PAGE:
Franklin County COVID-19 cases dip as summer begins

  • Franklin County and the North Quabbin region’s latest two-week COVID-19 case counts from June 18, according to state Department of Public Health (DPH) data released June 23. Towns in blue registered five or fewer positive cases over the past two weeks. (Note: Case numbers reflected in the article may be more up-to-date than figures kept by DPH.) STAFF GRAPHIC/CHRIS LARABEE

  • COVID-19 cases in Franklin County are on the decline again after seeing a minor increase in May, according to data from the state Department of Public Health. The red line represents virus cases while the black line (using the axis on the right side) represents the number of deaths. (Note: Case numbers reflected in the article may be more up-to-date than figures kept by DPH.) STAFF GRAPHIC/CHRIS LARABEE

Staff Writer
Published: 6/30/2022 12:19:52 PM
Modified: 6/30/2022 12:19:51 PM

Franklin County’s 166 confirmed COVID-19 cases over the past two weeks continues a downward trend that sees the region’s lowest rate of positivity since the end of March, according to data from the Public Health Institute of Western Massachusetts.

“Numbers are coming down significantly right now, as best as we could tell,” Montague Board of Health Chair Melanie Ames Zamojski said at the town’s Selectboard meeting Monday.

County data was presented at a Franklin Regional Council of Governments (FRCOG) Local Public Health Roundtable on Monday afternoon. Director of Community Services Phoebe Walker, who narrated a slide show during the Zoom meeting, recognized that the past two weeks’ case numbers are “slightly down” from the previous window’s 209 positive cases. The last time fewer than 166 cases were recorded across the county over a two-week period was on March 31, at which time 143 cases were documented, according to Public Health Institute data.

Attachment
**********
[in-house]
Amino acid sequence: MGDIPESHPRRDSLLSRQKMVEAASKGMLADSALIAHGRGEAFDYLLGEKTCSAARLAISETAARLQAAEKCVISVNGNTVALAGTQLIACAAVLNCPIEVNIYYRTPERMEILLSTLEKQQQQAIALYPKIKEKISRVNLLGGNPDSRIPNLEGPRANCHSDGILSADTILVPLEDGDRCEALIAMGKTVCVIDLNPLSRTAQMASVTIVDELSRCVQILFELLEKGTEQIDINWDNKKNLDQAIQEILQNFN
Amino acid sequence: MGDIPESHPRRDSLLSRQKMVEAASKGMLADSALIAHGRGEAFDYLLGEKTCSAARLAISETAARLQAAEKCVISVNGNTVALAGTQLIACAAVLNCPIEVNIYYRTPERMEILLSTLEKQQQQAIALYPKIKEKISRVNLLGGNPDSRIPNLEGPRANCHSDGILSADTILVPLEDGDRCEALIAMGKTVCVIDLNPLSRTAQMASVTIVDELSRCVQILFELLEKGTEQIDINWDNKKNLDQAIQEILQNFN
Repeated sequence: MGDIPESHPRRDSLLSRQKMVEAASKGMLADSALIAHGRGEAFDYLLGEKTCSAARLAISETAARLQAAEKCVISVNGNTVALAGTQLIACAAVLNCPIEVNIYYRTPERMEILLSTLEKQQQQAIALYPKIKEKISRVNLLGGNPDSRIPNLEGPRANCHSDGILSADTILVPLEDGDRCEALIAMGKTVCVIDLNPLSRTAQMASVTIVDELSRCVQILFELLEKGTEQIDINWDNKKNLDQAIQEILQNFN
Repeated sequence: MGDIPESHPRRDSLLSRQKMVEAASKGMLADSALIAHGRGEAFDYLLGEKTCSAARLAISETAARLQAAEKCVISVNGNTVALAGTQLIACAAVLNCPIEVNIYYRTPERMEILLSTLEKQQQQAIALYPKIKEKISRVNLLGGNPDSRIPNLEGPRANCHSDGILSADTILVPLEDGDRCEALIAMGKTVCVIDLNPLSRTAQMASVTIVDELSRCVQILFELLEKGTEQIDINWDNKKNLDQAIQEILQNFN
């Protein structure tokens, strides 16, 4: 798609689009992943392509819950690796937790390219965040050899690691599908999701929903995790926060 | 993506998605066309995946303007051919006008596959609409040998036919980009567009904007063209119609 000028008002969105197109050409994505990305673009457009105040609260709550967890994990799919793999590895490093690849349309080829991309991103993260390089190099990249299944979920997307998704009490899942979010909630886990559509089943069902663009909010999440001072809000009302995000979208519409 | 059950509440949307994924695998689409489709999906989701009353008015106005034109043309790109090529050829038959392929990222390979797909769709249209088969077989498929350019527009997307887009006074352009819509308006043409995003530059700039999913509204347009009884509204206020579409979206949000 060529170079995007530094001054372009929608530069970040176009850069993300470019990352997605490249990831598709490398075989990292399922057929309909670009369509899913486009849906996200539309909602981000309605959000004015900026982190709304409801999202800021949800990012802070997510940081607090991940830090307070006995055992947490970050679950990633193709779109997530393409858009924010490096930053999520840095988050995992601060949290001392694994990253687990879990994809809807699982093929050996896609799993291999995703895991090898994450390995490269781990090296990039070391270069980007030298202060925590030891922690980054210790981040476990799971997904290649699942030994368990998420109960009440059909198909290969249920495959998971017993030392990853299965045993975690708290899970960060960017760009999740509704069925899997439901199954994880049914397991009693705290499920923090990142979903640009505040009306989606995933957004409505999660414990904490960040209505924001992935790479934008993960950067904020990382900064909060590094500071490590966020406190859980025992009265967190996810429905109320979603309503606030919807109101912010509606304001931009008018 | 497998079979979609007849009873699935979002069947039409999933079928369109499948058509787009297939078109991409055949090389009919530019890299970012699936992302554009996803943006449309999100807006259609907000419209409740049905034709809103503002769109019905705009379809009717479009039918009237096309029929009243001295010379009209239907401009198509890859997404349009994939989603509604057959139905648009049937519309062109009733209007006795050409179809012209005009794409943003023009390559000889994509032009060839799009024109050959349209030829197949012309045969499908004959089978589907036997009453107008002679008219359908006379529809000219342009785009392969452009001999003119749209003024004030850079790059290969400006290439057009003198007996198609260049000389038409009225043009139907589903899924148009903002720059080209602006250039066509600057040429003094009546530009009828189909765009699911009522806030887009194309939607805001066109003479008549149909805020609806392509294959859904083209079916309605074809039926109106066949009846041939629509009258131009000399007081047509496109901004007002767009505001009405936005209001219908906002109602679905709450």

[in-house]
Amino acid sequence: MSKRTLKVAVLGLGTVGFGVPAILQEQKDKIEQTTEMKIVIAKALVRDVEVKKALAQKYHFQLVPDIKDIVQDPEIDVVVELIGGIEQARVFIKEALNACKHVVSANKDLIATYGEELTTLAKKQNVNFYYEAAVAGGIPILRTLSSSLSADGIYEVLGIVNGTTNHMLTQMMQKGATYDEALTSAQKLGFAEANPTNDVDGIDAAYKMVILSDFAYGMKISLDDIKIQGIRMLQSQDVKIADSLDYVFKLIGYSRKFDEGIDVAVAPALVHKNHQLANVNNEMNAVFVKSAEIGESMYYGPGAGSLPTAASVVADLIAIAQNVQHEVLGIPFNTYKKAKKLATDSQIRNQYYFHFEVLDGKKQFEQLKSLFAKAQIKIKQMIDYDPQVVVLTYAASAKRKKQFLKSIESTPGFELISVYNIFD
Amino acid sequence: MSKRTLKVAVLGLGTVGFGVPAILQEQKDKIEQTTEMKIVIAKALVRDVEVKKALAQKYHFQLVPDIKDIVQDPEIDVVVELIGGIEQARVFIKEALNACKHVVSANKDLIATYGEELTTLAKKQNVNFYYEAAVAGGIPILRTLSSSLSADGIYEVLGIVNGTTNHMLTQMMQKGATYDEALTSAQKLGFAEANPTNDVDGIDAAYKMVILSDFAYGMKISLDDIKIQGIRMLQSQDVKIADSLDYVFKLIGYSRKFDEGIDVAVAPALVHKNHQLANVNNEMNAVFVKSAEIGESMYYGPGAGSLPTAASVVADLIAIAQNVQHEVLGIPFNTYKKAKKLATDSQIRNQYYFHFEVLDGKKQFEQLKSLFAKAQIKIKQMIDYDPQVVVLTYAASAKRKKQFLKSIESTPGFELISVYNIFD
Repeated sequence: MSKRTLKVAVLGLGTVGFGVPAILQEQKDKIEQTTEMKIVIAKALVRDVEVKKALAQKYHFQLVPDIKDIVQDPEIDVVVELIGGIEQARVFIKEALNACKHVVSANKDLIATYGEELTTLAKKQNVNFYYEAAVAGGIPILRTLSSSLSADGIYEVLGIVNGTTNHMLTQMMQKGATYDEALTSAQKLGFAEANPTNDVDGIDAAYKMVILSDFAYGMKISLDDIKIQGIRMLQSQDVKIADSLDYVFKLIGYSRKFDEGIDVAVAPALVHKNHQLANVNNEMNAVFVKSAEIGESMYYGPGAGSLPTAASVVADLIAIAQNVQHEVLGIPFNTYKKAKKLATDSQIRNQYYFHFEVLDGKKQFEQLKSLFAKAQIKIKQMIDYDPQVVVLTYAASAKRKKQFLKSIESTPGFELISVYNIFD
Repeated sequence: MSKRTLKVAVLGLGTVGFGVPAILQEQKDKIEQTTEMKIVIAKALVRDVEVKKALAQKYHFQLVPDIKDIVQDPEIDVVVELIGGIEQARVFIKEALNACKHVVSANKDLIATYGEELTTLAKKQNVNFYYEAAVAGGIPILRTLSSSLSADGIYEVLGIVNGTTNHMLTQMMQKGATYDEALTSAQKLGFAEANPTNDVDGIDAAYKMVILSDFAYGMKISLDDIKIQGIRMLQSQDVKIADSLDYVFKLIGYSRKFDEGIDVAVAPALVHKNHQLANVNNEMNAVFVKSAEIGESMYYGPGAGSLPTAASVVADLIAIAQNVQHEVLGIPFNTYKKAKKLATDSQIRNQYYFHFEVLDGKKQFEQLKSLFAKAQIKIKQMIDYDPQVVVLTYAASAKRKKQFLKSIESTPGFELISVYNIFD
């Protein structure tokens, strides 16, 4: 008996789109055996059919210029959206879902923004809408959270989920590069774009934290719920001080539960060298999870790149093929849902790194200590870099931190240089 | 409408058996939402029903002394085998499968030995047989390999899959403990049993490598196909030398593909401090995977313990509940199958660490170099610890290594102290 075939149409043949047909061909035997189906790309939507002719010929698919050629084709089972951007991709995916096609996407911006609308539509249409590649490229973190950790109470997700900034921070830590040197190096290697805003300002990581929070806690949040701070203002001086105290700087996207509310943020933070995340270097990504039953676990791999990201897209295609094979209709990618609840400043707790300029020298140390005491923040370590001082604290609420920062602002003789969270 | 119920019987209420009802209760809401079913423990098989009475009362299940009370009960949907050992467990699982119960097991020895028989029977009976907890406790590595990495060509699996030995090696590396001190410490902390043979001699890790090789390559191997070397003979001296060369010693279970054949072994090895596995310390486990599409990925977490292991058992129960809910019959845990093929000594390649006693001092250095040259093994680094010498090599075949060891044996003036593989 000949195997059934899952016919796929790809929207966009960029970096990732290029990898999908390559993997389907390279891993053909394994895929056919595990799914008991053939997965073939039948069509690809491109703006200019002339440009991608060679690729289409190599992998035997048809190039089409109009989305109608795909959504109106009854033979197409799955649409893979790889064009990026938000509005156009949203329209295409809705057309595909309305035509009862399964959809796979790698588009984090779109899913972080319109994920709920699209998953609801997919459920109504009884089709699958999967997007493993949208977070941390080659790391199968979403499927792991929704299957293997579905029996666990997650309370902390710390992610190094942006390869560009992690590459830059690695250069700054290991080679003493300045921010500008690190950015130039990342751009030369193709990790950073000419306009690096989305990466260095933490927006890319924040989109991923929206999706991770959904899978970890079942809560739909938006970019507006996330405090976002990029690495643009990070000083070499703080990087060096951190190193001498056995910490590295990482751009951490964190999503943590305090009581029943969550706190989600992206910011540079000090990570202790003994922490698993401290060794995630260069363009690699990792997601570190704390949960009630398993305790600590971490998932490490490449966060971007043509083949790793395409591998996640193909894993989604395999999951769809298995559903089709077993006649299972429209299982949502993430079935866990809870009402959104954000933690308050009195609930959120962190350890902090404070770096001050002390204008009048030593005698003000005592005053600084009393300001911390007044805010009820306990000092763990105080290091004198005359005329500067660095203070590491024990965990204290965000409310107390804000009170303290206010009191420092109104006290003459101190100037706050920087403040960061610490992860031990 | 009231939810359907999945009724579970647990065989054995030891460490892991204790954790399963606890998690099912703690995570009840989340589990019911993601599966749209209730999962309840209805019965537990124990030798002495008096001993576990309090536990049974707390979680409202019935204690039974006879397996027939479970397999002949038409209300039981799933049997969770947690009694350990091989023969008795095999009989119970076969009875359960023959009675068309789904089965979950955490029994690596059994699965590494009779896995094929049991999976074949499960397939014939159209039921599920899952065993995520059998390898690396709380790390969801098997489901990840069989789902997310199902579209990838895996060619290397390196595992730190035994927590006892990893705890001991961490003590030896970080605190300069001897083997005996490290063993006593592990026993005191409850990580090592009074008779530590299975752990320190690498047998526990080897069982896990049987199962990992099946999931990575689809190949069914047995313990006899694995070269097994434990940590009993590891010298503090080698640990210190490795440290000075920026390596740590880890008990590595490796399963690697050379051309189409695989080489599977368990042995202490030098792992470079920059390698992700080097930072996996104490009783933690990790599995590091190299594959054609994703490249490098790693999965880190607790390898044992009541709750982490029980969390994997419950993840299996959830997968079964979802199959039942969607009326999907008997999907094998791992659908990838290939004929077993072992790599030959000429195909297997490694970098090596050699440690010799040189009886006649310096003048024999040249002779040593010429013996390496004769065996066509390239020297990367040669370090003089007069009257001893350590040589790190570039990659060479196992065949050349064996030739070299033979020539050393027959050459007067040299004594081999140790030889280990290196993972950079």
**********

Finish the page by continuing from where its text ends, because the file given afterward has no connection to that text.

The data shows 4,087 tests were administered in Franklin County over this most recent two-week period, down slightly from the 4,160 tests recorded over the previous two-week period. Average daily cases dropped from 21 to 16.7, which is lower than the state average of 20.7 cases. Three deaths were confirmed over the most recent period. Additionally, the average percentage of positive tests dropped from 5.58% to 4.43%, which is lower than the state average of 5.66%.

Ames Zamojski noted, however, that recorded data is “not an accurate reflection” of how many positive cases exist.

“The numbers are accurate for what we get numbers for,” she explained. “The problem is that we’re not getting people reporting that they have COVID because the vast majority of people are doing home testing.”

FRCOG Health Educator and Epidemiologist Maureen O’Reilly confirmed this.

“As public health officials, we’re not receiving the public tests that we did before the home testing happened,” O’Reilly said.

In spite of this, local officials have recognized wastewater testing as providing helpful data. On its website, Biobot Analytics, which is monitoring wastewater data, states its chart illustrates the level of virus detected in wastewater samples weekly. Data from June 22 showed 715 COVID-19 copies per milliliter of sewage in Franklin County, the lowest count since data started being recorded on May 11.

O’Reilly said the decline in COVID-19 cases coheres with seasonal trends previously observed. As summer begins, she said, people are spending more time outdoors and less time clustered indoors.

“Having a downward trend in the summer is really consistent in northern North America,” O’Reilly said.

She added that there is “a certain expectation” for case counts to stay low throughout summer for this reason. She advised people should, however, remain responsible as they look to curb the spread and test appropriately.

Reach Julian Mendoza at 413-772-0261, ext. 261 or jmendoza@recorder.com.


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